John MacLeod & His Rex Hotel Orchestra / Tim Davies Big Band / New England Jazz Ensemble
Be that as it may, the band opens with "Counting to Infinity" (complete with Australian didgeridoo courtesy of guest Anita Thomas), based on Davies' dream in which he is at the world's most beautiful beach but trapped in a deep hole, his escape from which "involves counting every grain of sand in the world." As if that weren't enough, "Hanging by a Thread" (rap by Aloe Blacc) involves teeth falling out, "Dialmentia" Davies' phobia about dial telephones (which, thankfully, are almost as rare these days as the dinosaurs). A full scenario of his recurring dream is provided in the liner notes. In "Pythagatha," Davies thinks he's awake and leans over to cuddle with his wife, only to be bitten by an albino python (not any old python, mind you, but an albino). On the plus side, Davies' nightmares aren't nearly as grim or terrifying musically as might be expected (fortunately, he also has a keen sense of humor that saves the day when all seems darkest).
The rest of the album is thematic in its own way. "Katie's New Handbag" was inspired by Davies' wife's purchase of an expensive Louis Vuitton accessory, "Gubernatorial Recall" (a showcase for Davies' dexterity with brushes) by the political situation in California prior to Arnold Schwarzenegger's interim election, "Blacknail" by the pain and consequences of catching a fingernail in a closing door. "Caravan (-dalized") is a hip hop version of the Juan Tizol classic, "Elegy" a quiet respite from big-band bluster that features cellist Andrew Shulman and bass clarinetist Jennifer Hall brightening Gabriel Faure's classical theme.
What does all this mean for the listener? Well, for one thing, a series of offbeat yet largely engaging charts, anchored in the big band tradition while bending at irregular angles and encompassing myriad quirks of their own, thanks to Davies' inspired and whimsical approach to the music. For another, a highly capable ensemble that believes in the leader's vision and gives his compositions and arrangements the best it has to offer. Third, a number of earnest soloists (including those already named) who shine whenever their names are called. They include altos Martin Kay, Frank Fontaine and Mike Acosta, tenors Mike Nelson and Lee Secard, trumpeters Jon Papenbrook and Sal Cracchiolo, trombonist Jacques Voyemant, guitarist Mark Cally and keyboardist Alan Steinberger. And last but not least, a listening experience that is both liberating and enlightening.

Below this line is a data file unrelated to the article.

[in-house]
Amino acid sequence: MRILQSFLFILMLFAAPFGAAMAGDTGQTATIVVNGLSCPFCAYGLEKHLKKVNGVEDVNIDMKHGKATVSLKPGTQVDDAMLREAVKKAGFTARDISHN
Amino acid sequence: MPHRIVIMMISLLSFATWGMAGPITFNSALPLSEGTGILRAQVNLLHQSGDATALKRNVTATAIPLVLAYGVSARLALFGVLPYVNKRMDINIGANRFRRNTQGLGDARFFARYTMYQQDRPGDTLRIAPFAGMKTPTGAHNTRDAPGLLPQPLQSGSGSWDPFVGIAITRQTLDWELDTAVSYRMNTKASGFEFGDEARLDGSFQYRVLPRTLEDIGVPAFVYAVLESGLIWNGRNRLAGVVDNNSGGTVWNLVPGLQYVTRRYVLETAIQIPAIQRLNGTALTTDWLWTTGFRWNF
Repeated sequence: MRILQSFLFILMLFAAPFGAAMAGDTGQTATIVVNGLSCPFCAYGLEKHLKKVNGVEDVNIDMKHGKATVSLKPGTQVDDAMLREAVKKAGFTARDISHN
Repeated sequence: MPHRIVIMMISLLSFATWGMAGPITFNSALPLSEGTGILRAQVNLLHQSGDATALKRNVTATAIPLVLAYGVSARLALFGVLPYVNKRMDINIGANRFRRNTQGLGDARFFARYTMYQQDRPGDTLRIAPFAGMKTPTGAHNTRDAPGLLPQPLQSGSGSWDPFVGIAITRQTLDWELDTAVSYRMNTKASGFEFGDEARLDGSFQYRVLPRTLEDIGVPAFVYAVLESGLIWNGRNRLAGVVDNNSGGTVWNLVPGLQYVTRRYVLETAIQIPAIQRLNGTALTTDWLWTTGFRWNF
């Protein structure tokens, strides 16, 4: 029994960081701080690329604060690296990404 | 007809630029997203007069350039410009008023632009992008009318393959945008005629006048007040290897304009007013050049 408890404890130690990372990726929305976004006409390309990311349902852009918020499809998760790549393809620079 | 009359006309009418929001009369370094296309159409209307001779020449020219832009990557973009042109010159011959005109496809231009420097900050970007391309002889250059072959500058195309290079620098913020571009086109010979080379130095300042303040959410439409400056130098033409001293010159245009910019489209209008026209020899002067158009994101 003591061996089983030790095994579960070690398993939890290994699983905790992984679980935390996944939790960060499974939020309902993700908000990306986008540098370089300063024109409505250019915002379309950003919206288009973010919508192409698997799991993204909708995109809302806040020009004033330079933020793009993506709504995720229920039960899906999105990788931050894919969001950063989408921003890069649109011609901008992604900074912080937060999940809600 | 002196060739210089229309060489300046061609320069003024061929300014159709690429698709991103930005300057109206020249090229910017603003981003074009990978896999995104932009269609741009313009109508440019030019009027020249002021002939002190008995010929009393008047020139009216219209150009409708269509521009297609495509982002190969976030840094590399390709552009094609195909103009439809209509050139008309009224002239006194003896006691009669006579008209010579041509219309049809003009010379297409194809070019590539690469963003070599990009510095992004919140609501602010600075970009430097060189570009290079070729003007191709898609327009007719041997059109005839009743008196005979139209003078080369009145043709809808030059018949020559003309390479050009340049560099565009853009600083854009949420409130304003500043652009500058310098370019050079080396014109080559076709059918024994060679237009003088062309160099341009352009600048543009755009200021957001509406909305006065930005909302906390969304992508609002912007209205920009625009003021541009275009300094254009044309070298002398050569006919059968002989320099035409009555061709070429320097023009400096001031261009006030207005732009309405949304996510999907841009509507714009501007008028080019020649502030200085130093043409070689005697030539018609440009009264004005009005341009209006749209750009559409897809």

While Dialmentia may be a dream come true for some listeners, it could be more problematic for others, especially those whose conception of big band jazz is bound to an established framework. In other words, this music requires sober engagement and broad-minded acceptance. Once the heart and mind are fully employed, there's much to appreciate and admire.
New England Jazz Ensemble
It's a Grand Night for Swinging
The New England Jazz Ensemble marks its twentieth anniversary with this superb concert recording on which it not only swings with abandon but lends unwavering support to three special guest artists: flutist Ali Ryerson, vocalist Giacomo Gates and guitarist John Abercrombie. The concert opens on a lively note with saxophonist John Mastroianni's brisk, Latin-centered arrangement of Michel Legrand's "The Summer Knows" and keeps percolating through the last measures of Billy Taylor's playful "Grand Night for Swinging," splendidly tethered to a Dixie beat by trumpeter Jeff Holmes.
Sandwiched between are four luminous charts by pianist / music director Walt Gwardyak ("My One and Only Love," "Hazel's Hips," "Lady Be Good" coupled with Charlie Parker's "Disappointed," Duke Pearson's "Jeannine"), another tour de force by Mastroianni (Bronislau Kaper's "Invitation") and sparkling arrangements by Holmes of Abercrombie's original compositions "Jazz Folk," "Risky Business" and "Labour Day." Ryerson's supple flute is showcased on "My One and Only Love," and she solos with Gwardyak and drummer John Mele on "The Summer Knows," with trombonist Ben Griffin on "Invitation."